News & Insights

Selling your matrimonial home after separation: proposals to shake up Capital Gains Tax

From 6th April 2023, divorcing and separating couples will have up to three years to transfer assets between each other without incurring Capital Gains Tax (CGT), and fewer restrictions on claiming Private Residence Relief (PRR).

CGT is a tax payable on gains you make when you sell certain assets, including property.  You do not need to pay CGT when the property is your only or main residence, nor is there any tax to pay when assets are transferred between spouses or civil partners – such transfers are treated as at a “no gain, no loss”.

When spouses or civil partners separate however, “no gain, no loss” treatment is only available on transfers made in the remainder of the tax year in which separation occurs – depending on when in the year they separate, this may be a very short time. After that, transfers are treated as normal disposals and therefore subject to CGT. This may have a significant impact on financial settlements on divorce.

For couples in the middle of, or contemplating, separation or divorce, these time pressures may add to the stress and worry they are already going through and create extra tension between them.  They might be presented with a hefty, unexpected tax bill if they don’t plan carefully or manage to sell in time, and with a volatile, overwhelmed property market, timescales are impossible to control or predict.

It is quite usual for separating couples to have stopped living together. It could be that one party remains living in the family home, and the other rents or buys elsewhere, or the parties could decide to rent their family home and live with parents for example. It is important to consider PRR when deciding on the arrangements, as this could lead to a CGT liability. For example, if one party moves out of the family home and it doesn’t sell within 9 months, they could find themselves having to pay CGT that wouldn’t have been due, had they stayed.

What are the proposed changes?

In July, the Government published the draft Finance Bill which proposes to shake up these rules and allow couples more time to plan and make transfers.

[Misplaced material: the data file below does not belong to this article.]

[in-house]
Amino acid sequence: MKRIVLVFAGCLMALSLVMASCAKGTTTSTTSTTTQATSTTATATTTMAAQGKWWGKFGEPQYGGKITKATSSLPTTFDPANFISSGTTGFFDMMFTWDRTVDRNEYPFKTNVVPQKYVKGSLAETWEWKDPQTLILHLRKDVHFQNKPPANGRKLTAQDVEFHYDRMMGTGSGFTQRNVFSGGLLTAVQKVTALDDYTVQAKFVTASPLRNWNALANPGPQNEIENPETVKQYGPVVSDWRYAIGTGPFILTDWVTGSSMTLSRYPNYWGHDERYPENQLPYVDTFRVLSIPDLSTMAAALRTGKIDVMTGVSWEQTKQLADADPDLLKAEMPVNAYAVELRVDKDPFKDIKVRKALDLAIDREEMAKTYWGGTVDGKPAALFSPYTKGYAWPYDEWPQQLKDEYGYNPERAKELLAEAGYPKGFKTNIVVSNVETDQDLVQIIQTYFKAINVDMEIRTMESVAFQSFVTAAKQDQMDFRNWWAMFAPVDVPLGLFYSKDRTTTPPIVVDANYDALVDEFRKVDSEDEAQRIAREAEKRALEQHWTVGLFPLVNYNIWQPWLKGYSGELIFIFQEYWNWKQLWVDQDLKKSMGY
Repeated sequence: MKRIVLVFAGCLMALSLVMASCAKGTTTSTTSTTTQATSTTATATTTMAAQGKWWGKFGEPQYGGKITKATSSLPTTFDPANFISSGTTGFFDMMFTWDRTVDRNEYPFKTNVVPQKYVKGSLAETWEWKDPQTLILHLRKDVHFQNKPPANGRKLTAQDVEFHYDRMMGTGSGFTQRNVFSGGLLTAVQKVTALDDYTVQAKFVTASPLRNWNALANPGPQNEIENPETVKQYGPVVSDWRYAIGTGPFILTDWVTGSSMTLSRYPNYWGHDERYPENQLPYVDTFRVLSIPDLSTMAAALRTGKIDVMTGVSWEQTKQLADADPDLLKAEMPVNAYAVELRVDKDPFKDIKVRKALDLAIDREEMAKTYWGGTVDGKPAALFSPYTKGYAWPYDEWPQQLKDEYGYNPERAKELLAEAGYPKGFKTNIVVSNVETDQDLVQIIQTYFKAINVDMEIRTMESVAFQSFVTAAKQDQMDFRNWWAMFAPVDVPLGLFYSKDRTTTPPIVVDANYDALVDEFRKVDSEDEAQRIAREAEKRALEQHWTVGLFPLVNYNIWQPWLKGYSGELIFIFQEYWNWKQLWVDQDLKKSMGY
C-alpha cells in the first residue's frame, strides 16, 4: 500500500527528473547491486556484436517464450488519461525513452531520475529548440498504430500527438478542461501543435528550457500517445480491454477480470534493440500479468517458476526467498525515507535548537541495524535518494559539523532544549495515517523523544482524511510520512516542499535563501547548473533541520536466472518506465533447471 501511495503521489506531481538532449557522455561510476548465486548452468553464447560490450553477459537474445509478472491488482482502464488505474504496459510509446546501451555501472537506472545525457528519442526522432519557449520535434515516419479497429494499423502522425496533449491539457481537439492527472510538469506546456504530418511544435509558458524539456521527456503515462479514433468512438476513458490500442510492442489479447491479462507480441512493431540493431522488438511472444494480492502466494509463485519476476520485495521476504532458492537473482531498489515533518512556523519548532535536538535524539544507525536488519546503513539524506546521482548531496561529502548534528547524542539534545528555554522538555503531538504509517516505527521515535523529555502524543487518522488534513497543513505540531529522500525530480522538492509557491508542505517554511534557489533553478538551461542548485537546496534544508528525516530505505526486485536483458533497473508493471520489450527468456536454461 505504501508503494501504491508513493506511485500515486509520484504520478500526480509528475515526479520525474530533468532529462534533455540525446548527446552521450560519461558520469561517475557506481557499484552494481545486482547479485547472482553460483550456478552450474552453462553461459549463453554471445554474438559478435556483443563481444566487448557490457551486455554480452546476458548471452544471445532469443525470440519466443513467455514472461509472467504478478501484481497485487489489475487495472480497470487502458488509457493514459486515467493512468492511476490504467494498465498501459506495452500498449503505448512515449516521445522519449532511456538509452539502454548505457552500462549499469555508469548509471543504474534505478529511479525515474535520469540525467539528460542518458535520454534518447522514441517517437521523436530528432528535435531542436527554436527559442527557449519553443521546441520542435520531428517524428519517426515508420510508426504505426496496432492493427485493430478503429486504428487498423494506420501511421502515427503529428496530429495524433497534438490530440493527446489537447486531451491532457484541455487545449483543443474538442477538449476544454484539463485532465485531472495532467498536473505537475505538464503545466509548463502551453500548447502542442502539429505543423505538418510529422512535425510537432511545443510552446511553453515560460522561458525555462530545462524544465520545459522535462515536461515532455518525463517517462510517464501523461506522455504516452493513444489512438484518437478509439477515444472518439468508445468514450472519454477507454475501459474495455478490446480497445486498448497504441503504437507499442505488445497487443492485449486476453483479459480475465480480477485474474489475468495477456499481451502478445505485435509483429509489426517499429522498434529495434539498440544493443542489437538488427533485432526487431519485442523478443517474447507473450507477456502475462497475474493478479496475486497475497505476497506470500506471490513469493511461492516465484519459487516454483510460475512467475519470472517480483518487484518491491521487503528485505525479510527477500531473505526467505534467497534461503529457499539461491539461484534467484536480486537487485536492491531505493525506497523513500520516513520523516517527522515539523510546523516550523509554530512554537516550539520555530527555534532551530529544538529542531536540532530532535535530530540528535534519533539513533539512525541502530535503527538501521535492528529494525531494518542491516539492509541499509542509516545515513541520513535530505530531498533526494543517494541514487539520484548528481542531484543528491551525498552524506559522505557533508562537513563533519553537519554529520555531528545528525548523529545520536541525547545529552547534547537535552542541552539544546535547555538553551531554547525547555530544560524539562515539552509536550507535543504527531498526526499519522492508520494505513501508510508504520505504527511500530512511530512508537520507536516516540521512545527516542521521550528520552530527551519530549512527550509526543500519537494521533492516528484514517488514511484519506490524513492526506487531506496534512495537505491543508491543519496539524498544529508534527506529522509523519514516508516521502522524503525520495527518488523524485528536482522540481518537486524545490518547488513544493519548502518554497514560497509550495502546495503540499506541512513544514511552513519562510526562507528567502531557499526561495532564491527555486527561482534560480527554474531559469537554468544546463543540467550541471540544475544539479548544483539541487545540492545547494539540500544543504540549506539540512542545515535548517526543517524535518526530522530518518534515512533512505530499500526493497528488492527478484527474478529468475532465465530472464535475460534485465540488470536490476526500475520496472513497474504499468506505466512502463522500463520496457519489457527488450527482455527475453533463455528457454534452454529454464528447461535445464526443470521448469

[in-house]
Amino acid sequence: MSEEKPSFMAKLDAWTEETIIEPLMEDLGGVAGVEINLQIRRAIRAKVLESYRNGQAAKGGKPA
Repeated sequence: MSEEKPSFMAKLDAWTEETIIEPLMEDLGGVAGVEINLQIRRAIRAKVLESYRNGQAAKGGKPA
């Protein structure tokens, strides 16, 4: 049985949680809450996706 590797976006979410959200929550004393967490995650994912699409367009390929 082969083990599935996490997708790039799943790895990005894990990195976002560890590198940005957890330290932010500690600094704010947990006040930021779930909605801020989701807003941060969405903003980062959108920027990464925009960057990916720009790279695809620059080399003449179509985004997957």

From 6th April 2023, separating spouses and civil partners will get up to three years after the year they stop living together to transfer assets at “no gain, no loss” between each other, and unlimited time when the assets are transferred as part of a formal divorce agreement.

Plus, where a party retains an interest in the family home but doesn’t reside there (to enable the children of the family to remain living there for example), they will still be able to claim relief from CGT. The Government has also proposed that, if the spouse who retains the interest is later entitled to some of the net proceeds of sale, they get the same tax treatment at completion as that which would have applied when they transferred their interest.

What does this mean?

We are living in uncertain times: we cannot be sure either that the Finance Bill will receive Royal Assent, nor that the forthcoming Budget will not change these plans.  But if you are:

  • contemplating separation or divorce,
  • considering transferring your interest in your former family home, and
  • you think these proposals may impact you,

you may wish to consider your options and, in particular, the timing of any transfers.

  • If you require legal help or advice, our experienced family law team are here to assist you so please do contact us on 0118 951 6200 and ask to speak to a member of our Family team. We can also point you in the direction of specialist tax advice, if you need it.
  • If you would like any further information or advice relating to divorce or family matters, our Family & Matrimonial team would be delighted to assist.


Article contributor, Bethan Chant, Graduate Apprentice Solicitor